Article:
Philadelphia officials Wednesday announced the American Cancer Society will recruit volunteers for a nationwide, longitudinal study on cancer risk study at the May 6 Broad Street Run.

The group's cancer prevention studies are among the largest health studies of their kind in the world. They have enrolled more than 2 million people since the 1950s.

University of Pennsylvania cancer researcher Dr. Anil Rustgi, who is also affiliated with the ACS, said the first two taught the medical community much of what they know about cancer today.

"CPS I and II have been instrumental in our knowledge about the association of cigarette smoking with lung cancer, obesity with a variety of cancers, air pollution with lung disease and heart disease," Rustgi said.

The third iteration of the cancer study will, for the first time, look at genetic factors that could lead to cancer and will prioritize enrolling diverse participants.

"Much of what we know about what causes cancer we know from studies of primarily non-Hispanic, white individuals," said the study's national director Alpa Patel. "To understand how cancer affects different racial ethnic populations, we are aiming for at least a quarter of the population to be from other racial ethnic backgrounds."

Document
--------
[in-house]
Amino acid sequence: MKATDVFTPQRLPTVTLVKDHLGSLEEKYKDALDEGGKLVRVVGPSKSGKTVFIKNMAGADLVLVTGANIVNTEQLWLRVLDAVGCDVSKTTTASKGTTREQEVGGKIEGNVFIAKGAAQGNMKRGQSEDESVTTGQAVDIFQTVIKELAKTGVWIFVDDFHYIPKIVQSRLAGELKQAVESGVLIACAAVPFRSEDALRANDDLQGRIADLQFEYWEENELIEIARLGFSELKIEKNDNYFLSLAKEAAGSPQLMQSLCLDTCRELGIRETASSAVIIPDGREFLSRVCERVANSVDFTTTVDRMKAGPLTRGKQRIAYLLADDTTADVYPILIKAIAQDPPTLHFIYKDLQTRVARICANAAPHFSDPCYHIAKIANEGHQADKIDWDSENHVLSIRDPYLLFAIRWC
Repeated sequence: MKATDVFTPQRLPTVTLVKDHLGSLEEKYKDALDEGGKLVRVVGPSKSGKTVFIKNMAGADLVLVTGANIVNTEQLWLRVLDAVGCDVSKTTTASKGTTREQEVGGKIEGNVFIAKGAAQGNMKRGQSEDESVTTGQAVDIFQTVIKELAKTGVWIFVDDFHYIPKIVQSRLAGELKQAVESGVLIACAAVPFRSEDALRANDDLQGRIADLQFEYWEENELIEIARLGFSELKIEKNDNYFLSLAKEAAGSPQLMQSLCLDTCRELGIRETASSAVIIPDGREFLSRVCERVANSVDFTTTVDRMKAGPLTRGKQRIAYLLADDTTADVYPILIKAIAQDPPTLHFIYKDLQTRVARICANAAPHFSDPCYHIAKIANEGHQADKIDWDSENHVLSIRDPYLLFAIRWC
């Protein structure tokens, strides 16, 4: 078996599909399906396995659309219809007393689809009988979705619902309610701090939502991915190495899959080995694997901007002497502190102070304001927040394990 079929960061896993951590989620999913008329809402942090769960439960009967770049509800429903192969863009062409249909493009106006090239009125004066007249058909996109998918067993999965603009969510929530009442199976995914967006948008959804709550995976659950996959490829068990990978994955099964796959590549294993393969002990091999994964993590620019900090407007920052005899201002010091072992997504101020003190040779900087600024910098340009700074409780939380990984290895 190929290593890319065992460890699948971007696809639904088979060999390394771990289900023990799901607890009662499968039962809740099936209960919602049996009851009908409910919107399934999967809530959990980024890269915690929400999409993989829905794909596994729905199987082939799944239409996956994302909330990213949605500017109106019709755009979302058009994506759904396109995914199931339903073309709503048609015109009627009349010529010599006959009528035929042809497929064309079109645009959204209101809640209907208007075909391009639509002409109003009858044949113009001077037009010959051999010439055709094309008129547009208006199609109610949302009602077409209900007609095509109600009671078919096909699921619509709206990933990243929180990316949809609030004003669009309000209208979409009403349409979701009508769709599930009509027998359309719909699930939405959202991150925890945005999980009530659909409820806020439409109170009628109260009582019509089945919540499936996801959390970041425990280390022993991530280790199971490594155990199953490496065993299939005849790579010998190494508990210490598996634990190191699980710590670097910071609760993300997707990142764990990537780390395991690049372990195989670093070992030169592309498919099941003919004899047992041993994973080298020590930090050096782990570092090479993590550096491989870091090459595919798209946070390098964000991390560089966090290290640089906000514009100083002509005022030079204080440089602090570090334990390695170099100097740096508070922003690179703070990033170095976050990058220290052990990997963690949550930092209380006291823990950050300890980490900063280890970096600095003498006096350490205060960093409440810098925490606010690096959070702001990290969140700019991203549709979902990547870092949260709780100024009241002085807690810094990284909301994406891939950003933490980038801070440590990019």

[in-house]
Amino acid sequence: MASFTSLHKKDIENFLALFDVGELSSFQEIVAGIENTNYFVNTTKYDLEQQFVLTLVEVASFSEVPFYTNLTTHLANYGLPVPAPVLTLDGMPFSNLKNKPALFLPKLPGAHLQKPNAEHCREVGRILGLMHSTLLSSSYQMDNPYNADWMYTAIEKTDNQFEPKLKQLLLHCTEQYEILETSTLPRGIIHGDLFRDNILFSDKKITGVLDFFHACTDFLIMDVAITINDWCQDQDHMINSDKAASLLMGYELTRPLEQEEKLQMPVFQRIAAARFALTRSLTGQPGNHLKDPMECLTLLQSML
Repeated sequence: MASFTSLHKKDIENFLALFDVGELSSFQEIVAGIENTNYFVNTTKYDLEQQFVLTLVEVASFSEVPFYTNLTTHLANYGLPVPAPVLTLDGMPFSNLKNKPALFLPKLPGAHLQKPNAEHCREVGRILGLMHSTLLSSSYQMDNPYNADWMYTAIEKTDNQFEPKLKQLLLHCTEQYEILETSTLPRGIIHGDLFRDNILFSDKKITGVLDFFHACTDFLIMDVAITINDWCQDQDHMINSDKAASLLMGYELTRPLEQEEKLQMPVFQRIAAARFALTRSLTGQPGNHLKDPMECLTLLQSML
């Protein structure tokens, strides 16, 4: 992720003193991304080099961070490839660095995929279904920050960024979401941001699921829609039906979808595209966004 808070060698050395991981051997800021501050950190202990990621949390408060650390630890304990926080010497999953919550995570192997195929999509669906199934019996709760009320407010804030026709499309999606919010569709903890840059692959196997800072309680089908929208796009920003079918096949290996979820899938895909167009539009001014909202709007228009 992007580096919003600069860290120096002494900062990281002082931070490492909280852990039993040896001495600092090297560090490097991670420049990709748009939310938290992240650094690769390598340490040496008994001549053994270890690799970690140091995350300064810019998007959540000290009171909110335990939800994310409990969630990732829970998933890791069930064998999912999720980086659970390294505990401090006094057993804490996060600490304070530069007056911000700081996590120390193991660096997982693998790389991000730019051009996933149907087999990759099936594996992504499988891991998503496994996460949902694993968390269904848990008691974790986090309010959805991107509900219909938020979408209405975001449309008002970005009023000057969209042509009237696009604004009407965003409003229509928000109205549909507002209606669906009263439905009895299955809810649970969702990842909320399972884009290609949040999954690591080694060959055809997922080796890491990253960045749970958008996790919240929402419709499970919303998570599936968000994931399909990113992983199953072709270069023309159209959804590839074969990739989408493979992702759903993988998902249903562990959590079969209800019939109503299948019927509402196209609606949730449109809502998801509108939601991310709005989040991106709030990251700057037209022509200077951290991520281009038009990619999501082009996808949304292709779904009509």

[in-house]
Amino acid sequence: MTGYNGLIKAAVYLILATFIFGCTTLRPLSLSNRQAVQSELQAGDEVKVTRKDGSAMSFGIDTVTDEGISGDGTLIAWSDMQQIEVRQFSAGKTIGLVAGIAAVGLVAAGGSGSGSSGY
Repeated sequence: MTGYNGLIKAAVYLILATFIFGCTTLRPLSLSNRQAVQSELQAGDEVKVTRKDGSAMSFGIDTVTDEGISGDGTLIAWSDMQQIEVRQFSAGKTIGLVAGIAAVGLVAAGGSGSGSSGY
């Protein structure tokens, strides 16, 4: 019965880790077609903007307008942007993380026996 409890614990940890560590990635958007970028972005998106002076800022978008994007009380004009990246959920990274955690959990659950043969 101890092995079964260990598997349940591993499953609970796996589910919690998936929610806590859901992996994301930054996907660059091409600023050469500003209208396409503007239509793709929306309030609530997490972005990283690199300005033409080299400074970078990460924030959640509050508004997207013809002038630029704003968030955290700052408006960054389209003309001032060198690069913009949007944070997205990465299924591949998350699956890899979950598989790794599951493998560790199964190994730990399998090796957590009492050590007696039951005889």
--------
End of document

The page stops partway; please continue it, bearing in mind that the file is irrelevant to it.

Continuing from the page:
The American Cancer Society usually signs up participants at Relay for Life races, but the group is having trouble meeting their minority enrollment target. This is the first enrollment push at a large, urban race such as the Broad Street Run.

Study participants must be between 30 and 65 years old and have no personal history of cancer. They will be asked to submit a blood sample, waist measurement, and survey when they sign up, and submit follow-up surveys for the next 20 to 30 years.